Fort Leavenworth road dedicated to corrections NCO
September 30, 2010
- Master Sgt. Wilberto Sabalu Jr. was killed by small arms fire in Afghanistan with Col. James Harrison May 6, 2007.
- Sabalu, who had served as a corrections specialist at the U.S. Disciplinary Barracks, was assigned to the U.S. Military Police School.
- Sabalu's friends and family and members of the 15th Military Police Brigade joined Fort Leavenworth officials in naming a road in his honor.
FORT LEAVENWORTH, Kan. (Sept. 30, 2010) - The world may remember Master Sgt. Wilberto Sabalu Jr. for his courage and selfless sacrifice, but his friends remember his smile, his positive attitude and his dedication to helping Soldiers.
Sabalu was killed by small arms fire in Afghanistan with Col. James Harrison May 6, 2007. The two Soldiers were serving as mentors and experts in detention for the Afghan National Army. Sabalu, who had served as a corrections specialist at the U.S. Disciplinary Barracks, was assigned to the U.S. Military Police School and his family was living at Fort Leonard Wood, Mo.
Sabalu is survived by his wife, Amy Sabalu, and two children, Joshua and Nadia, now 13 and 15. Sabalu's sister Elizabeth accepted a ceremonial road sign on the family's behalf.
Sabalu's friends and family and members of the 15th Military Police Brigade joined Fort Leavenworth officials in naming a road in his honor Sept. 28. The road provides access to the new Joint Regional Correctional Facility.
Col. Wayne A. Green, garrison commander, said the road is not far from one dedicated in honor of Harrison inside the old U.S. Disciplinary Barracks.
"These two roads less than a mile apart symbolize our deep appreciation of the lives of two extraordinary men and illustrate our respect to the weight of their names - and in remembrance of their sacrifice - both forever etched as a reminder of their life's work, which was our security," Green said. "It is our hope that every day, those who work here will be reminded of their proud and noble service."
Green read comments from Sabalu's friends and fellow service members.
From Rick Brake: "Wil loved his family so much ... he had family pictures all over his wall in his room and talked about them all of the time. I know he's looking down with that warm smile and watching them every minute of every day. He was so grateful for his wife Amy and was so in love with her. We used to sit and talk just about every night for hours on end it seemed, laughing and joking. He couldn't have had a more perfect family."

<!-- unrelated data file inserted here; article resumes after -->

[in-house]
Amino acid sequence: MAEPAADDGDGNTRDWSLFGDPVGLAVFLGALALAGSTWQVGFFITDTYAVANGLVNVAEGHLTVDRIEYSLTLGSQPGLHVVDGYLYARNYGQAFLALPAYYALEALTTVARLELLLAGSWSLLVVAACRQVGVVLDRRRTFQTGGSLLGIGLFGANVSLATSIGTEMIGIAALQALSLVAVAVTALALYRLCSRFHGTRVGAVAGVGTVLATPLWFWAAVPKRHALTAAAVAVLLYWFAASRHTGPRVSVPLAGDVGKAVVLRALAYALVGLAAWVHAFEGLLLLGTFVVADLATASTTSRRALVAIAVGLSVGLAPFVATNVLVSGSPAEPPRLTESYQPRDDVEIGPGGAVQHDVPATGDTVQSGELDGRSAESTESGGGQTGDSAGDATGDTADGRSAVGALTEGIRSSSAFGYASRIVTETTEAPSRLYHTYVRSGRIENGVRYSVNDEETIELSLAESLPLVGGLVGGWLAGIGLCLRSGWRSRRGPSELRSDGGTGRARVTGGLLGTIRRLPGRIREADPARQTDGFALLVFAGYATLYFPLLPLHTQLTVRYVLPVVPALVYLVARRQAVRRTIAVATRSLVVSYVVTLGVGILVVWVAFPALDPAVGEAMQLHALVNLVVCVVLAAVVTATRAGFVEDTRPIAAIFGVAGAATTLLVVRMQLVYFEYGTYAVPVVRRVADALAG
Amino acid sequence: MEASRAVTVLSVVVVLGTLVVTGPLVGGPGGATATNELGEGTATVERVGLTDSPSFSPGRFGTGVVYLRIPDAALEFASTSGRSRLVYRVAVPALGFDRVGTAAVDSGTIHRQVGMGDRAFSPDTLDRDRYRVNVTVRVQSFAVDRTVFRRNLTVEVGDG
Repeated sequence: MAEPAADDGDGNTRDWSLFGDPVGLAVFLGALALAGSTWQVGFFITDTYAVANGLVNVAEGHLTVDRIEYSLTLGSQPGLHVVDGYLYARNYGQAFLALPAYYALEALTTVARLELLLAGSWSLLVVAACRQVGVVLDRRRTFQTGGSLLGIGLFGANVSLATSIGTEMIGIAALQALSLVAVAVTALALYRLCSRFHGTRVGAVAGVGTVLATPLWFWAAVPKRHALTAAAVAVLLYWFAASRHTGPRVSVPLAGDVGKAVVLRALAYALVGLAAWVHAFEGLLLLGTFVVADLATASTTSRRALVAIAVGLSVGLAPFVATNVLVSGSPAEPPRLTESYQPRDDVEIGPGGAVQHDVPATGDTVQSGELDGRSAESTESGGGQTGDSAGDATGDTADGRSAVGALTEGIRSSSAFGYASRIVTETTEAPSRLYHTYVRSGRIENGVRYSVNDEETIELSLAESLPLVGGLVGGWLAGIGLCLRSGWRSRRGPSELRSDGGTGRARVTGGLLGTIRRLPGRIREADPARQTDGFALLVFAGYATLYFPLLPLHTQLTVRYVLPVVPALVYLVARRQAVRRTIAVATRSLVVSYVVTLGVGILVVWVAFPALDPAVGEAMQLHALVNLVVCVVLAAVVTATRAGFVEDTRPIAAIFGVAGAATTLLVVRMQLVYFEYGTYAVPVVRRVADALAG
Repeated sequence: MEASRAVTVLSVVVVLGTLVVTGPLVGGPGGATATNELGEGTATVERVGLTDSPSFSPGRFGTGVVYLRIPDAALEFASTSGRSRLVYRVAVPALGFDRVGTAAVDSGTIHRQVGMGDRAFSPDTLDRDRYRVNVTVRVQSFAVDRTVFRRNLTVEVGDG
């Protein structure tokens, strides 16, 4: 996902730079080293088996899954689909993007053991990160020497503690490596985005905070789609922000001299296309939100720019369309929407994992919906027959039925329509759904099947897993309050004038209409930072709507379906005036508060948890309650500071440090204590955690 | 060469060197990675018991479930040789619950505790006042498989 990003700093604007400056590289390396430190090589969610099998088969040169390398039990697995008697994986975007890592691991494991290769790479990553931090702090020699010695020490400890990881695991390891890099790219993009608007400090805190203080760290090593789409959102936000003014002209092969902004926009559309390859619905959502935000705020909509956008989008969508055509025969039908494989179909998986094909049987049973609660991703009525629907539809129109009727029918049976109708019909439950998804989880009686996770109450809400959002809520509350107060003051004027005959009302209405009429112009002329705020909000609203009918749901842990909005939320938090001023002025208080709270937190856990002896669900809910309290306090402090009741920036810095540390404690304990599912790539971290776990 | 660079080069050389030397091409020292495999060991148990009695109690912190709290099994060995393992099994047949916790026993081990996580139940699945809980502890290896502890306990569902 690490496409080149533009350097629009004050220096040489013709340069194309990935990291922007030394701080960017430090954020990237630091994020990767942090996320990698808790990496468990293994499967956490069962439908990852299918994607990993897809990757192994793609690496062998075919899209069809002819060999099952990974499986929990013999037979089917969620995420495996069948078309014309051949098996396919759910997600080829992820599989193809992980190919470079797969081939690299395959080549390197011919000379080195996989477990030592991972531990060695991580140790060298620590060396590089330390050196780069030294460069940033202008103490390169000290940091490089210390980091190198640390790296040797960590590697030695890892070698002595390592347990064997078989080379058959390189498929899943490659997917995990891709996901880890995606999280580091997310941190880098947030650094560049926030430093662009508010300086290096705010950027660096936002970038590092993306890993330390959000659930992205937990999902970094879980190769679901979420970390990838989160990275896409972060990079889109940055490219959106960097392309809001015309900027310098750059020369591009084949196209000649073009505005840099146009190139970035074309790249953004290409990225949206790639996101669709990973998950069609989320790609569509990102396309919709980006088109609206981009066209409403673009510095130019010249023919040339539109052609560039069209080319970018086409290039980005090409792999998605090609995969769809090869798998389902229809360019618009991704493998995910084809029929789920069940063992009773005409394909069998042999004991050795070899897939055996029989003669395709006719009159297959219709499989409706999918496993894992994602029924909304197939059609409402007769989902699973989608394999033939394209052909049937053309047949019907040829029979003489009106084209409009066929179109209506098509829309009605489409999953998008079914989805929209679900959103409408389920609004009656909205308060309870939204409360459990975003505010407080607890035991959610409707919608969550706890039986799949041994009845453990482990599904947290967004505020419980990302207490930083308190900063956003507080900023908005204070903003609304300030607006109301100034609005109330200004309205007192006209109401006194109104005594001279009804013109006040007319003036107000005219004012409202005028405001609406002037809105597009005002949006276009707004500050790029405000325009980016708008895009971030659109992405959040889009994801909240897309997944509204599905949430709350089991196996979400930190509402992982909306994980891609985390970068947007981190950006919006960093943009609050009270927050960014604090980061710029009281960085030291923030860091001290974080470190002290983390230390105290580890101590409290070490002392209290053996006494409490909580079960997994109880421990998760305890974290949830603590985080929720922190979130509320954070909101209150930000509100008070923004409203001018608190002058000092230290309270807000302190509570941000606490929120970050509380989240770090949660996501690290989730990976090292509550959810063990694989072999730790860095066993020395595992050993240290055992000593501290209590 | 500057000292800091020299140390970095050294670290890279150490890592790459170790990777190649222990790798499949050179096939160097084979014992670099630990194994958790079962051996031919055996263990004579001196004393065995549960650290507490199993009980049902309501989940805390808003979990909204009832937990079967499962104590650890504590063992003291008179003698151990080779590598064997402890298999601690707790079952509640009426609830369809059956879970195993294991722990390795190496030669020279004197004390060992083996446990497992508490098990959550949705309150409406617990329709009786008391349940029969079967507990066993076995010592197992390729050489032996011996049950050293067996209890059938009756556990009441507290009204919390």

From Patrick Jones: "I thought he was everything an NCO should be and I appreciated his demeanor, professionalism, and friendship. Master Sergeant Sabalu was a Soldier of many traits who always took the time to teach other people what he knew. He was loved and will be missed by all of us. He, without a doubt, was as good a man out of uniform as well as in uniform - HONORABLE."
Col. Eric Belcher, commander of the 15th MP Brigade, said he was serving in Afghanistan at the time of Sabalu's death. He said that what Sabalu and Harrison were doing - training and mentoring ANA soldiers - was very important to the security and stability of the region. Belcher said this training helped the Afghan people detain criminals.
"Many Soldiers, Sailors, Marines, civilians and Afghan soldiers got to know that great personality called Master Sergeant Sabalu," Belcher wrote. "He was respected by all."
Juan Guzman, now a Department of the Army police officer for Fort Leavenworth, served with Sabalu in Company A, 705th Military Police Battalion. He remembers Sabalu getting involved with adult sports activities on post. Guzman said Sabalu had a great sense of humor and was always trying to pass his positive attitude onto his Soldiers.
"He always looked after the Soldiers first," he said. "No matter what."
Maria Kuilan, wife of Angel Kuilan who served with Sabalu at the USDB, remembers taking care of the couple's children. She said his children are her godchildren and the Sabalus also served as her children's godparents.
"His kids were my kids and my kids were their kids, that's what the godparent is all about," she said.
She brought all the children from her in-home daycare, MDRGoose, to witness the ceremony. Kuilan said she still remembers the smile for which Sabalu was so well known.
"Nadia has her dad's smile," she said. "If you saw his picture and her smile, she's just like him."